Metro: Last Light’s Wii U Status Unclear

Global brand manager of THQ Mark Madsen has put a downer on Wii U fans as he announced in an interview that Metro: Last Light is no longer confirmed for the system.

Speaking to website GameSpy, Madsen said that the game is not in development for Nintendo’s upcoming HD video game console, despite it being on the third party launch title reel at E3 last year.

“I don’t think it was a bit too early [to show the game at E3 2011]. As we got along in the development process, we just really wanted to focus on what we knew, focus on PS3, 360 and PC,”

“The verdict is out on what we can do to maximise the code for the Wii U, and we’ll see.”

THQ have had a spate of financial troubles lately and the game’s release date has been pushed back to “Q1 2013”, which will be sometime after the Wii U’s launch. The game is a sequel to the 2010 Microsoft exclusive Metro: 2033.

The game was one of the few titles announced to be in development on Wii U at it’s unveiling at E3 last year.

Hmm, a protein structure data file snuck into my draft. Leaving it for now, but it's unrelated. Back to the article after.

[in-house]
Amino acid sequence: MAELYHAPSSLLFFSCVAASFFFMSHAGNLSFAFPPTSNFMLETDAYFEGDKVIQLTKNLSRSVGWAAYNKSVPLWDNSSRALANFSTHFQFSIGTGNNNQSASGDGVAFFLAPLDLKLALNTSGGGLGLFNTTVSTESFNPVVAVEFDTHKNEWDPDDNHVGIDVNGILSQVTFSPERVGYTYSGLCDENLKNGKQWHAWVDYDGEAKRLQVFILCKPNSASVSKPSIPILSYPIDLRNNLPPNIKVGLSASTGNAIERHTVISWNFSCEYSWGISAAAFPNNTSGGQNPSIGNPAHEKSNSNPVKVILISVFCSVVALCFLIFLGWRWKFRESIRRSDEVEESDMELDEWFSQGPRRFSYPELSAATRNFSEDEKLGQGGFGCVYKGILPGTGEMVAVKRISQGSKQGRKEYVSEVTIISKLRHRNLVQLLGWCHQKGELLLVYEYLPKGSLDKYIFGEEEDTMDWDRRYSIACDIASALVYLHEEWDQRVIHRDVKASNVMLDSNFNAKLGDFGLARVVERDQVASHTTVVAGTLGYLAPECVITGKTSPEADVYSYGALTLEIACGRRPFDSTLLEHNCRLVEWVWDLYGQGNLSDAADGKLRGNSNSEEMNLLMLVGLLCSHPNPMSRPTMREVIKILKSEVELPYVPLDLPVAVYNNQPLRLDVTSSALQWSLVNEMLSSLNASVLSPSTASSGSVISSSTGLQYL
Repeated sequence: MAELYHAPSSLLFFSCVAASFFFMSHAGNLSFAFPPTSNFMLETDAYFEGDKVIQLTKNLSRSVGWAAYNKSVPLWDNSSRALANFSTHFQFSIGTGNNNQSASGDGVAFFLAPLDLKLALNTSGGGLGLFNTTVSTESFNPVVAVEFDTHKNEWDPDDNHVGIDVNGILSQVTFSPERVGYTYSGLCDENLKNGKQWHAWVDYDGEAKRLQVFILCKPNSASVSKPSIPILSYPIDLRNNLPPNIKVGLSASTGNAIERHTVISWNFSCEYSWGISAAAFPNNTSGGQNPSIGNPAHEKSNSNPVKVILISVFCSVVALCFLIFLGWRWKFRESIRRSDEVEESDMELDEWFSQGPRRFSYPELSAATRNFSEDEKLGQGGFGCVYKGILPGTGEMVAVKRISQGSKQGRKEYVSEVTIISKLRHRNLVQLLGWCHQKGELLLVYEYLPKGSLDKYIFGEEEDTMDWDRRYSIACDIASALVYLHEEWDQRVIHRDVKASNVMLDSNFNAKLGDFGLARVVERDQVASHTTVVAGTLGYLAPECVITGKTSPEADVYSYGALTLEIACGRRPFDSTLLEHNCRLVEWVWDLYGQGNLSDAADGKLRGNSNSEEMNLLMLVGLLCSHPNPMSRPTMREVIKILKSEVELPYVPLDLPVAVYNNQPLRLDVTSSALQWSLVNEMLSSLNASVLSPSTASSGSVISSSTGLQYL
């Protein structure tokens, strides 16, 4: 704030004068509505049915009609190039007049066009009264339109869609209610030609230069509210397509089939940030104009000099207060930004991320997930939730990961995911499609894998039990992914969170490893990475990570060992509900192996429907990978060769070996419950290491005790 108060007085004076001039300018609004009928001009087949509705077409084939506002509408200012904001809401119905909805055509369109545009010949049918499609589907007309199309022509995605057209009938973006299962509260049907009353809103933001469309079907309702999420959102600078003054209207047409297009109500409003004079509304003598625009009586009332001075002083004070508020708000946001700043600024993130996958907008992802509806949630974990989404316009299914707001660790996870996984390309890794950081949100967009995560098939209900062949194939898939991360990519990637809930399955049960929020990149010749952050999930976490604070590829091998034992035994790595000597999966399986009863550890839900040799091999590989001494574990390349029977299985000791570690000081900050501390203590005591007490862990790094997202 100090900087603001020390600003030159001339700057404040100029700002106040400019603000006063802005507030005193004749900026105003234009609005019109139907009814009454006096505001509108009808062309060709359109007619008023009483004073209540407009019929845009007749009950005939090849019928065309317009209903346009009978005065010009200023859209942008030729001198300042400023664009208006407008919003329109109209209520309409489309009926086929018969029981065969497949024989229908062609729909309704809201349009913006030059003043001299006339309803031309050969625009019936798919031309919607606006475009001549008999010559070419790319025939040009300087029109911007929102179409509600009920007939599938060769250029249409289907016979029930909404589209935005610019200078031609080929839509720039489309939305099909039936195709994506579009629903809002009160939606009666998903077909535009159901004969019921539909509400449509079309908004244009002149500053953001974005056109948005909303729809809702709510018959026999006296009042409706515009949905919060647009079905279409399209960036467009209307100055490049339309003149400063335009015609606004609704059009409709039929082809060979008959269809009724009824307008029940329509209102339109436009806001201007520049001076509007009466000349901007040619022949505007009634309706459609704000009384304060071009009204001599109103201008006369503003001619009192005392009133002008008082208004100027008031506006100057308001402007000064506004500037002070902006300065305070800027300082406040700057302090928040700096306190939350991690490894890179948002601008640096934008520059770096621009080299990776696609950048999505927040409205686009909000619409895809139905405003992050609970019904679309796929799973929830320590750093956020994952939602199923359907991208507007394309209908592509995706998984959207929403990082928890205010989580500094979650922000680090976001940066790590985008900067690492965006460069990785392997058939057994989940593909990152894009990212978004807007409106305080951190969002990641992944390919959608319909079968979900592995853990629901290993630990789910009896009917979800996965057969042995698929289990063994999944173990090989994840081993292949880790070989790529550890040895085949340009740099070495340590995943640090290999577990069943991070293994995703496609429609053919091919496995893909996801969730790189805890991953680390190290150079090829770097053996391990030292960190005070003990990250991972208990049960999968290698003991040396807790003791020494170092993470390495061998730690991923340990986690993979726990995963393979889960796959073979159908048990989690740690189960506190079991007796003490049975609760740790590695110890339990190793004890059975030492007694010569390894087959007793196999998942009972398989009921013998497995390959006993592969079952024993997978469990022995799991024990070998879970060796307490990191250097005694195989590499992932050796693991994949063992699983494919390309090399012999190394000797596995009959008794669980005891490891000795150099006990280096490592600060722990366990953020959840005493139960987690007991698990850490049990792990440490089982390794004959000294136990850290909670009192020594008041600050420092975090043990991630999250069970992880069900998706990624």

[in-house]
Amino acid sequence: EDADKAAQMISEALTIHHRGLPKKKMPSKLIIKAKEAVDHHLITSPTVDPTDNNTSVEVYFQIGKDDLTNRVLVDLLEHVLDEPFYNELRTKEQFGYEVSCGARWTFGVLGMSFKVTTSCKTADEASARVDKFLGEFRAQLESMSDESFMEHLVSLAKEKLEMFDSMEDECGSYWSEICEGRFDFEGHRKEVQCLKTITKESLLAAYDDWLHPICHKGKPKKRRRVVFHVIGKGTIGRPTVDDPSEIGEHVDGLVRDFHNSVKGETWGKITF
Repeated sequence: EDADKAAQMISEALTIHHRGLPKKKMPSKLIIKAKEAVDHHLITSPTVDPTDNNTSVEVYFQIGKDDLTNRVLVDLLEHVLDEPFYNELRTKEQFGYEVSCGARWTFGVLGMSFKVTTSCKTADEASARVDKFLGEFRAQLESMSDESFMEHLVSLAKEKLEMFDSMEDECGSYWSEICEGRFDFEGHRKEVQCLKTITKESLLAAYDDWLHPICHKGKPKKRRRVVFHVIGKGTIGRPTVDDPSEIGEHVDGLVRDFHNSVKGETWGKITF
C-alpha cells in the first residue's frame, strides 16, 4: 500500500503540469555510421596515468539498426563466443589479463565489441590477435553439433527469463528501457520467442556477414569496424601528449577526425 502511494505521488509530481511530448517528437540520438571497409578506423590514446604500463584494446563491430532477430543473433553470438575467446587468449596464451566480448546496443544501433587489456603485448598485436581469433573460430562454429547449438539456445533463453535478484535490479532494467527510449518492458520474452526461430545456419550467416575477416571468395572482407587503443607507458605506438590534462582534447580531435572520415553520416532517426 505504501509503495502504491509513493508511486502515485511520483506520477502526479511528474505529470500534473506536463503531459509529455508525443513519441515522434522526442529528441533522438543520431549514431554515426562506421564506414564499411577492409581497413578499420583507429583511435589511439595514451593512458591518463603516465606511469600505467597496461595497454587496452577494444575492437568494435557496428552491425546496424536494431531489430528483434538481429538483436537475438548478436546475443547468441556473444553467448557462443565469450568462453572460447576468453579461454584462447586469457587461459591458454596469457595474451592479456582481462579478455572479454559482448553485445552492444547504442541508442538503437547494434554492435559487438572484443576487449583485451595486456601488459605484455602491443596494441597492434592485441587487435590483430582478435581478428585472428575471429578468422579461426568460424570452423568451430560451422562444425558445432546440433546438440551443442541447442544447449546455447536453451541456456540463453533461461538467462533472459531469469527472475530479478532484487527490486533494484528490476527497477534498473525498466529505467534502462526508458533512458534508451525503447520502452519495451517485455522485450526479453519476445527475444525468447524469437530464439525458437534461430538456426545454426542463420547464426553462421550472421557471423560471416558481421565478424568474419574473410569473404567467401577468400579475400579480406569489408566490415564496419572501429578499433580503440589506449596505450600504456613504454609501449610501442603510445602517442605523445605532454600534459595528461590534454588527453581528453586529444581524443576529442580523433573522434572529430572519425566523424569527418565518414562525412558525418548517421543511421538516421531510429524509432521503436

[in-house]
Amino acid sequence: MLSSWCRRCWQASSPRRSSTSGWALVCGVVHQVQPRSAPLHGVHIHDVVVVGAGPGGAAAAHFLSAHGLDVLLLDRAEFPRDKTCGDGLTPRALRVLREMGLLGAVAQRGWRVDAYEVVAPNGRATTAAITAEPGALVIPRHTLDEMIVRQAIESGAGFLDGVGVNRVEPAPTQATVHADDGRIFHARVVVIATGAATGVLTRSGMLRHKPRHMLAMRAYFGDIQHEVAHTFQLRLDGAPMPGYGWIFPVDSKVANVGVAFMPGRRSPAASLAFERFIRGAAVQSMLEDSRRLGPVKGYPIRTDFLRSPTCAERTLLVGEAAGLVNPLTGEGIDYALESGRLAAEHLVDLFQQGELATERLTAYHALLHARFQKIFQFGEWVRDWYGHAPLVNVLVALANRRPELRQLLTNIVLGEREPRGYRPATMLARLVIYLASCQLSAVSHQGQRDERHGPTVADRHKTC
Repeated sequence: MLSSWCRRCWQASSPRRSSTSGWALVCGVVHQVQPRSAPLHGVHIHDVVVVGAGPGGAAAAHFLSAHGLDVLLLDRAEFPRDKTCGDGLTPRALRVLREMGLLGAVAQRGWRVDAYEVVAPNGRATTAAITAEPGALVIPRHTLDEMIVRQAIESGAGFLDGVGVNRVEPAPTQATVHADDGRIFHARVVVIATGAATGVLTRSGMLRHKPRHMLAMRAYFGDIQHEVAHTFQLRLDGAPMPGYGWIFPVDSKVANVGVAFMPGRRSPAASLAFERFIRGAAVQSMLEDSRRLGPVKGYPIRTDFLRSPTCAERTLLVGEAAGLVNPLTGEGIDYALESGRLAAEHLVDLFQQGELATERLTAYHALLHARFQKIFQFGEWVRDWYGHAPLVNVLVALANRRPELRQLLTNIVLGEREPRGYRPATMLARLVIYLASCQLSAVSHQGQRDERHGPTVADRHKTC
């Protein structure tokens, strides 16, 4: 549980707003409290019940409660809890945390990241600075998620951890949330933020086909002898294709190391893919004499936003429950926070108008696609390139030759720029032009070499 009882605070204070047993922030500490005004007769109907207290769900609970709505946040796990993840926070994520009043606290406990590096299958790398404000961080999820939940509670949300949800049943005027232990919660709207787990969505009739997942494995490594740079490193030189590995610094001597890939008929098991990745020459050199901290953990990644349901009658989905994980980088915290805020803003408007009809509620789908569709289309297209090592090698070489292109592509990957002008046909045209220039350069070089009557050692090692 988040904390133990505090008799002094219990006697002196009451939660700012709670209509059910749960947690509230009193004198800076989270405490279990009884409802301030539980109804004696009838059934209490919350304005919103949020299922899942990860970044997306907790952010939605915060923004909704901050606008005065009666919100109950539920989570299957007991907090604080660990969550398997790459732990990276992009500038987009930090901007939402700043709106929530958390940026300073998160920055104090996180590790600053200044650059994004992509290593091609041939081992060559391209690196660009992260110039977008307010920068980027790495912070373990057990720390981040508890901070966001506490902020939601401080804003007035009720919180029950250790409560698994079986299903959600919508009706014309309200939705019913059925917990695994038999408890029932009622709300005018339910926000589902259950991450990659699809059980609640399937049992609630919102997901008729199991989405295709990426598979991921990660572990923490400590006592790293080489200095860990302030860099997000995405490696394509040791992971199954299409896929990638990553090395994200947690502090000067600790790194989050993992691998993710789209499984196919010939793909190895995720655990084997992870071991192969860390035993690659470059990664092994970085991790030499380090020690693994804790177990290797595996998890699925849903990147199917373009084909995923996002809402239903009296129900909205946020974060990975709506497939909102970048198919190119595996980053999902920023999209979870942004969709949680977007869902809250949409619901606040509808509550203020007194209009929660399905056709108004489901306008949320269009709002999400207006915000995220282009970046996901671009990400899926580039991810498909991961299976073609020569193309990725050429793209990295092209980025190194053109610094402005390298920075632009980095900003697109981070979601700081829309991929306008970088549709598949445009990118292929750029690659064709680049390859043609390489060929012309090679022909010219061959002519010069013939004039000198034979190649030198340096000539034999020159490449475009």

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  • Yoshi25688

    Man that sux. They may be on nintendo’s bad sides now.
    I understand their predicament, but they could have said that it would come out on WiiU, but perhaps without making full use of its features until further notice.

    • AussieGamer

      THQ are under serious pressure lately, but hopefully they didn’t just “pretend” to be interested in the new console to build hype for the game… That would be unseemly.

      On the other hand, maybe this representative is in the dark about the development of Wii U titles – less leaks that way. We’ll find out soon enough, though.

  • Aielyn

    I see three possibilities for what might be going on here.

    1. Mark Madsen is out of the loop on WiiU development, because Nintendo is strict at the moment about what can and can’t be said.

    2. THQ is trying to lower expectations, so that its appearance at E3 for WiiU becomes a bigger deal than it otherwise would have been.

    3. THQ haven’t learned any lessons from previous generations, and think that they can fail to support a system at launch, and still easily draw large sales numbers later. Getting your IP onto a system early is important.

    Hopefully, it’s one of the first two. It would be sad to see another publisher fail and end up either like Atari or Eidos.